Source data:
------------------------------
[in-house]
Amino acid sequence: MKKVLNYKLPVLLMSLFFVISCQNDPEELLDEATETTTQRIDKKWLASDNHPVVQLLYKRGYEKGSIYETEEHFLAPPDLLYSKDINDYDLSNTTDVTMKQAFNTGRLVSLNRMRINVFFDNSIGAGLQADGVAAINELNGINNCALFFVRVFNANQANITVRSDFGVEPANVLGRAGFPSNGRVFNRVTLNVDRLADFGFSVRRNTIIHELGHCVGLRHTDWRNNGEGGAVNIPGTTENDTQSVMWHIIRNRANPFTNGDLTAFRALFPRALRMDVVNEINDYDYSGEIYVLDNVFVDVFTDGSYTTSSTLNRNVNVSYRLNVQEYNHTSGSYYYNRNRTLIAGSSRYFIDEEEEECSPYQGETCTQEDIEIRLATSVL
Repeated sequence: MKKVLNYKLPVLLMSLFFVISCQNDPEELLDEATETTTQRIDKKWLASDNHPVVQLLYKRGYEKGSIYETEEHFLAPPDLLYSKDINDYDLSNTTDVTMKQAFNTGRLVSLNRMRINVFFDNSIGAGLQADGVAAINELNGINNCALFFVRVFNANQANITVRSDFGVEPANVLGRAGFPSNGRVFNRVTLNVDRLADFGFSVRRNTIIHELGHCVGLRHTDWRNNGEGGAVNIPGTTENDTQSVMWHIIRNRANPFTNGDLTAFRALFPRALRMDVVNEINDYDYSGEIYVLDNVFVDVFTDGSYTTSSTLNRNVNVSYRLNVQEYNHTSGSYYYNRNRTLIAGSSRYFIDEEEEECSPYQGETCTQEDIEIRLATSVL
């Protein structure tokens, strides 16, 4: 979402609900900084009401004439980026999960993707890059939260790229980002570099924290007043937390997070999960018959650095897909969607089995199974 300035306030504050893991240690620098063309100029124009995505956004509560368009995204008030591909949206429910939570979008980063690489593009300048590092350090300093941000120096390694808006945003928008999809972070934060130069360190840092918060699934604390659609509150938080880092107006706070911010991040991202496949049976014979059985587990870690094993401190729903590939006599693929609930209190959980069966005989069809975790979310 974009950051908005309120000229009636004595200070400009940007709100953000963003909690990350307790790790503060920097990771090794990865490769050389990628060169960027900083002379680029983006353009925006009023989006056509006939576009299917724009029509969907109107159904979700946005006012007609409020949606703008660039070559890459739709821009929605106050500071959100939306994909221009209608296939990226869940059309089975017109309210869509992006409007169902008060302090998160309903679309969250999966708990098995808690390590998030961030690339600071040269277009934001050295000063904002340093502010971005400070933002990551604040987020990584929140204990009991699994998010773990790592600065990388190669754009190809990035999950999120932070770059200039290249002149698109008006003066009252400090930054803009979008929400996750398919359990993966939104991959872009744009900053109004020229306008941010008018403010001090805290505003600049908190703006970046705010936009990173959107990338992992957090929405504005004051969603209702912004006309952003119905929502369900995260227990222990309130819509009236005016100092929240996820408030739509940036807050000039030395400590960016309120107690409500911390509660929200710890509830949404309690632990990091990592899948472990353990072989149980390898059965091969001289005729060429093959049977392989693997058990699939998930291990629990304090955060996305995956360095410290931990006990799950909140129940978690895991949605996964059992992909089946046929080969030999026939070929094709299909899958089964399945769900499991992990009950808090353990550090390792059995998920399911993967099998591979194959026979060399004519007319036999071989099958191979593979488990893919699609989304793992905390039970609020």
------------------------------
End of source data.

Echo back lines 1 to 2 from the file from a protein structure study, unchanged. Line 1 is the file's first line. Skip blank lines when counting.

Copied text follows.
[in-house]
Amino acid sequence: MKKVLNYKLPVLLMSLFFVISCQNDPEELLDEATETTTQRIDKKWLASDNHPVVQLLYKRGYEKGSIYETEEHFLAPPDLLYSKDINDYDLSNTTDVTMKQAFNTGRLVSLNRMRINVFFDNSIGAGLQADGVAAINELNGINNCALFFVRVFNANQANITVRSDFGVEPANVLGRAGFPSNGRVFNRVTLNVDRLADFGFSVRRNTIIHELGHCVGLRHTDWRNNGEGGAVNIPGTTENDTQSVMWHIIRNRANPFTNGDLTAFRALFPRALRMDVVNEINDYDYSGEIYVLDNVFVDVFTDGSYTTSSTLNRNVNVSYRLNVQEYNHTSGSYYYNRNRTLIAGSSRYFIDEEEEECSPYQGETCTQEDIEIRLATSVL